Author: Ian Standard
First thoughts about winter riding in Colorado may bring up the idea of buying a brand new fat bike to float across the deepwinter bike riding snow. Maybe you think of trudging through slush while your breath freezes your eyelids shut, or the need for a thick down parka, wool hats, and gloves. No matter what you think, winter riding in Colorado doesn’t often match expectations.
With low snow levels and moderate temperatures, Colorado Springs is one of the best spots for winter riding. Garden of the Gods adds a backdrop to the luxurious climate that further boosts the appeal of hopping on and biking. Making the best out of the winter months is easily done when you can make a trip towards one of the best parks in the state and country.
Snow lightly blankets the ground around massive, rich, and bright red rock formations that tower above you as you pedal down the trail. The addition of snow in the wintertime makes Garden of the Gods an even more beautiful location to visit when near Colorado Springs.
All of the most popular trails are still perfect choices for going out in the wintertime. Remember that winter riding will often be characterized by trails that may be wet from snowmelt. This requires more reliance on using gravity to your advantage and choosing the right time of day to head out.
The morning might be a bit chillier, but the trails will be less populated, and the frost will firm up the ground, allowing for a smoother ride, not to mention an easier clean-up at the end of the day. Riding in the morning also can up the likelihood of riding solo before the late risers roll into the park.
The trail system in Garden of the Gods is easy to navigate, but taking a guided tour of the park can be one of the best ways to see as much as possible. If you’re on your own, we highly recommend going on the full tour of trails to get the best solo experience.
In general, it’s easy to say that you’ll have fantastic weather the entire time you’re out riding in Garden of the Gods. Sunshine defines Colorado as much as the mountains do, so even on snowy days, it’s likely that you’ll have sunshine to ride on the next day. Garden of the Gods receives around 57 inches of snow every year over its average 29 days of snowfall.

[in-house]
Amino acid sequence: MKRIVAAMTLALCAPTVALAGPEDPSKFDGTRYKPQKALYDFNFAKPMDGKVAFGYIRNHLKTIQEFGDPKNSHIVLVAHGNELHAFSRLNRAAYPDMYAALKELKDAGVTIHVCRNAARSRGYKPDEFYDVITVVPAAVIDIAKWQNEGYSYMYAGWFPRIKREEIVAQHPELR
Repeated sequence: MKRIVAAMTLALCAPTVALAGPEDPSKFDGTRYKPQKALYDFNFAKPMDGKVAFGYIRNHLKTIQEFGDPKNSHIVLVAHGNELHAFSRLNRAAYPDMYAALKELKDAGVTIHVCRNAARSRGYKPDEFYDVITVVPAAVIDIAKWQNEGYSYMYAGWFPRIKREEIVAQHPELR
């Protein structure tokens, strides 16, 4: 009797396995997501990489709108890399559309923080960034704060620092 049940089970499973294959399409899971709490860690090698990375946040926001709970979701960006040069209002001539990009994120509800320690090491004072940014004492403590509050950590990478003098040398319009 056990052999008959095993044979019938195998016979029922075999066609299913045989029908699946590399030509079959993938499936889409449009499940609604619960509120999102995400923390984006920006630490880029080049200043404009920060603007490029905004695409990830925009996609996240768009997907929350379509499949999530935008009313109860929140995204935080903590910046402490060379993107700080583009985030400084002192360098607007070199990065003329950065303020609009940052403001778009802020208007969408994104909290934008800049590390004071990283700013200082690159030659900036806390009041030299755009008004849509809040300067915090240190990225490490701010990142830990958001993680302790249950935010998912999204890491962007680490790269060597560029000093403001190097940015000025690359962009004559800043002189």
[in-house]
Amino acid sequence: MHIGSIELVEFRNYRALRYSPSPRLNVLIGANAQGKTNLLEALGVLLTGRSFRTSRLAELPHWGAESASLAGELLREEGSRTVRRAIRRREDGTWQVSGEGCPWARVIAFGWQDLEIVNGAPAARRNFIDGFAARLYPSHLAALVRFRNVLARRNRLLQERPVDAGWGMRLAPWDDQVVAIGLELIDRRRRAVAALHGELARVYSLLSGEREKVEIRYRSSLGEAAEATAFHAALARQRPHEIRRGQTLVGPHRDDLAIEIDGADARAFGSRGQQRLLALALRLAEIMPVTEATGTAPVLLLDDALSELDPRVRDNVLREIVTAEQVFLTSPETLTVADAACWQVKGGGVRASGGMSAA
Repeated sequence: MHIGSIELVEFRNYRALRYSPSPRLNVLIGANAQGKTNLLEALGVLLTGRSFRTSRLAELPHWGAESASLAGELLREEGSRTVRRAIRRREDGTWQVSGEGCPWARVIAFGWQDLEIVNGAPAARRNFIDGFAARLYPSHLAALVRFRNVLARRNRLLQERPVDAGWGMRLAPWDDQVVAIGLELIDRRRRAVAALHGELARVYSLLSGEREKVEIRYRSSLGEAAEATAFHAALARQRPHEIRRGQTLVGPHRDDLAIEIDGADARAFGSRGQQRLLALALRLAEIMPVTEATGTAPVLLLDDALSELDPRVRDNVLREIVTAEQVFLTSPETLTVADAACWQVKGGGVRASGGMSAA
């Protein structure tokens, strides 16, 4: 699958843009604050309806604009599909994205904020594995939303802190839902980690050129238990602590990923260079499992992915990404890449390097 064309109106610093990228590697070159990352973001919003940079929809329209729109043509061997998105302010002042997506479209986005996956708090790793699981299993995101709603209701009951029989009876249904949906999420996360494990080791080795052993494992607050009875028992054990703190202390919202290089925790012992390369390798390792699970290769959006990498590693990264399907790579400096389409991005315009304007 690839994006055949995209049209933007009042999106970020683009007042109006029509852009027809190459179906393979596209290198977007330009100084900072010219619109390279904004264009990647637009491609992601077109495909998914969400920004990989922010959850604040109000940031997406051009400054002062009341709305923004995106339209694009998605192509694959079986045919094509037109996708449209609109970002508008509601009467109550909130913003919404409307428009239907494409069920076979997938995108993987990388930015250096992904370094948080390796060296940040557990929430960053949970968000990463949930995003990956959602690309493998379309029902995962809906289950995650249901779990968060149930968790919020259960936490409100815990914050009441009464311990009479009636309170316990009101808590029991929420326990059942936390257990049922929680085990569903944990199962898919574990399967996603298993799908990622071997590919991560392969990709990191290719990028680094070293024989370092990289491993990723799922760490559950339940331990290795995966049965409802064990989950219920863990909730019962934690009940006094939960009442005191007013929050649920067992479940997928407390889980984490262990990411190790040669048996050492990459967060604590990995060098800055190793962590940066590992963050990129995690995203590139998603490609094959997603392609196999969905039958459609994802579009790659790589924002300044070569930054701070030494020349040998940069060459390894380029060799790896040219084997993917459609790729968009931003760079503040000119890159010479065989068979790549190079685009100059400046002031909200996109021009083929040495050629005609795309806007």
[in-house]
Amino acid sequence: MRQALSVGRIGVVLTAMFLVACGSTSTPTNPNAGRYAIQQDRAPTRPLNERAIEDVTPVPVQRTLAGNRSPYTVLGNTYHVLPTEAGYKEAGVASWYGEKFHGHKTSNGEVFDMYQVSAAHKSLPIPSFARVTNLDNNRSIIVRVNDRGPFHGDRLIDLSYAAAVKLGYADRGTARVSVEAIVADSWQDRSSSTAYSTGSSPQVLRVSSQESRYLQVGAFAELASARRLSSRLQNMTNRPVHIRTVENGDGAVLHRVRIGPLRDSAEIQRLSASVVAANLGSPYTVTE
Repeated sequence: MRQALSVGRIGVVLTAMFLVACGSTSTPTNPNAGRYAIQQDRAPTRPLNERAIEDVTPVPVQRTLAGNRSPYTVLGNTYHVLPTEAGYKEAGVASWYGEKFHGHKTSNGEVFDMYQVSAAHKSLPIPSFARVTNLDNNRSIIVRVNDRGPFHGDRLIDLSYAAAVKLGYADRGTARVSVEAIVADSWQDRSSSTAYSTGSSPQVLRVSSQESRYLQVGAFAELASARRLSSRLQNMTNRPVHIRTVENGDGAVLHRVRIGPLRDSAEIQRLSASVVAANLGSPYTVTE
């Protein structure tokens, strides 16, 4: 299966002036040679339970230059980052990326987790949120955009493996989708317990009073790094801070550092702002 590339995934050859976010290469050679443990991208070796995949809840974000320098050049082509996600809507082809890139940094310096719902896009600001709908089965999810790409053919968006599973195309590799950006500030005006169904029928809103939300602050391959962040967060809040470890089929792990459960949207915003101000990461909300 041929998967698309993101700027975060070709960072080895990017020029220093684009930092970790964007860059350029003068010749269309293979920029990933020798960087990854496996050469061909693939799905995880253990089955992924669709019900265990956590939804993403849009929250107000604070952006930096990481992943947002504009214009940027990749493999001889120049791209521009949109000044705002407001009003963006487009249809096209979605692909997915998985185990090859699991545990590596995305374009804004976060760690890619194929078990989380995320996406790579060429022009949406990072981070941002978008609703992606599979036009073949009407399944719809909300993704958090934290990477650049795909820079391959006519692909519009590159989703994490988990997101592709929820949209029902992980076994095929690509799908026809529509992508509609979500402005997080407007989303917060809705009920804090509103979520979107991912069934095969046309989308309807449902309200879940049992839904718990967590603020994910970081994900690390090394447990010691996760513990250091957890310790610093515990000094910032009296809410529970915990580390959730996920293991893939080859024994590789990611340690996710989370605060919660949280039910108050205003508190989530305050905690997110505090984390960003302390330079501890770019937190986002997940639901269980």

Fifty-seven inches can sound like a lot to anyone from the South, but it becomes a dream when paired with the average winter temps. Snow doesn’t stick around for too long, but you’ll want to get out and see how stunning the park is with a fresh blanket of white.
November: H 52°, L 25°
December: H 46°, L 19°
January: H 45°, L 18°
February: H 46°, L 19°
March: H 51°, L 25°
Keep in mind that these low temperatures occur in the middle of the night, freezing the trails over to make for some of the best riding in the morning. The sun throughout the day will start melting the snow and causing some wet trails that aren’t the most optimal conditions for riding.
Riding in the winter makes many people imagine parkas and thick socks. Still, with temperatures in the upper 40s, it can be a tropical paradise compared to other winter riding locations.
It’s wise to throw on a few additional layers or thermal bottoms to keep yourself warm while moving. The riding in Garden of the Gods isn’t highly demanding, so overheating isn’t too likely. It’s best to utilize a quality layering system, just as if you were going hiking in the winter.
One of the easiest things to forget is sunscreen and sunglasses. The sun is strong here, and the snow makes it even stronger. Be ready to feel the warmth of the sun, but take proper precautions to avoid feeling the burn.
The classic Garden of the Gods features become even more prominent in the winter. Massive red rock formations stagger across the landscape with white at the base and bright blue skies to make the red pop.
Not only will you see loads of gorgeous scenery, but you’ll also see a drastically lower number of park visitors. Winter is still popular, but people aren’t as willing to head out into the cold as they are in the warm summer months. You may have the trail to yourself.
Flora and fauna of the area tend to retreat into hiding for the winter months, but you’re still likely to see deer and other small critters foraging around for what they can find. If you keep to the less-traveled trails, it’s much more possible to see where all the animals have gone.
Although you’re by yourself out in the backwoods of the park, practicing proper trail etiquette is as important in the winter as ever. Wet trail conditions can lead to ruined trails if they’re being ridden too often. Try and avoid thick areas of mud, but don’t resort to riding off-trail to get around them. If needed, walk your bike slowly through the worst parts of the trail.
As always, keep your head up for the unexpected visitor. Garden of the Gods is still a popular spot in the winter, and you might need to share the trail. Bike riding in Garden of the Gods should be on everyone’s winter to-do list, whether a guided tour or a solo trip out, so keep the trail in good condition for everyone who comes after you.